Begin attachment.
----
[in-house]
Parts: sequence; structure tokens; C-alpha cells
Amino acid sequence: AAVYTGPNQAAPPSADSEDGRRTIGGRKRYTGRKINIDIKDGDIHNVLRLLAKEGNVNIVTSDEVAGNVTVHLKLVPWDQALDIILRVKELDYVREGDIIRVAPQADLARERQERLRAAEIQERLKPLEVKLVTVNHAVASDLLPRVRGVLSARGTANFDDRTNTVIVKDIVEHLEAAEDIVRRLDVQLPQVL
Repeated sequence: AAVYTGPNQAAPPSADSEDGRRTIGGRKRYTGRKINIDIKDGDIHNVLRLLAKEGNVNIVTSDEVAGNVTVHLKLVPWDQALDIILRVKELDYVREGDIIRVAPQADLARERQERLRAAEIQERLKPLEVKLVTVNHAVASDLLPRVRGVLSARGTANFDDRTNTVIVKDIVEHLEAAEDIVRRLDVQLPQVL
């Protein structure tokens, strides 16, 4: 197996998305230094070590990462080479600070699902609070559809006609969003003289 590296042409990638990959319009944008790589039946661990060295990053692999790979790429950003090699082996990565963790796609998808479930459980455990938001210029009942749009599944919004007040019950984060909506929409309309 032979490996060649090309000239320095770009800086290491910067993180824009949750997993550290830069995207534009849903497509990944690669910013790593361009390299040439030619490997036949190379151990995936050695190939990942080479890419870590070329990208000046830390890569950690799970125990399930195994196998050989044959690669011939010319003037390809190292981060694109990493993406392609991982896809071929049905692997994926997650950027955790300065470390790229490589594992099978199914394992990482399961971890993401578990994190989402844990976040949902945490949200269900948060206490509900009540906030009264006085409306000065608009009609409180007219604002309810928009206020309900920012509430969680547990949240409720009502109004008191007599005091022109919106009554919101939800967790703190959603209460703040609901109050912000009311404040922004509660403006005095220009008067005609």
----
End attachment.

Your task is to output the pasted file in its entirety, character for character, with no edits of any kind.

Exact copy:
[in-house]
Parts: sequence; structure tokens; C-alpha cells
Amino acid sequence: AAVYTGPNQAAPPSADSEDGRRTIGGRKRYTGRKINIDIKDGDIHNVLRLLAKEGNVNIVTSDEVAGNVTVHLKLVPWDQALDIILRVKELDYVREGDIIRVAPQADLARERQERLRAAEIQERLKPLEVKLVTVNHAVASDLLPRVRGVLSARGTANFDDRTNTVIVKDIVEHLEAAEDIVRRLDVQLPQVL
Repeated sequence: AAVYTGPNQAAPPSADSEDGRRTIGGRKRYTGRKINIDIKDGDIHNVLRLLAKEGNVNIVTSDEVAGNVTVHLKLVPWDQALDIILRVKELDYVREGDIIRVAPQADLARERQERLRAAEIQERLKPLEVKLVTVNHAVASDLLPRVRGVLSARGTANFDDRTNTVIVKDIVEHLEAAEDIVRRLDVQLPQVL
């Protein structure tokens, strides 16, 4: 197996998305230094070590990462080479600070699902609070559809006609969003003289 590296042409990638990959319009944008790589039946661990060295990053692999790979790429950003090699082996990565963790796609998808479930459980455990938001210029009942749009599944919004007040019950984060909506929409309309 032979490996060649090309000239320095770009800086290491910067993180824009949750997993550290830069995207534009849903497509990944690669910013790593361009390299040439030619490997036949190379151990995936050695190939990942080479890419870590070329990208000046830390890569950690799970125990399930195994196998050989044959690669011939010319003037390809190292981060694109990493993406392609991982896809071929049905692997994926997650950027955790300065470390790229490589594992099978199914394992990482399961971890993401578990994190989402844990976040949902945490949200269900948060206490509900009540906030009264006085409306000065608009009609409180007219604002309810928009206020309900920012509430969680547990949240409720009502109004008191007599005091022109919106009554919101939800967790703190959603209460703040609901109050912000009311404040922004509660403006005095220009008067005609």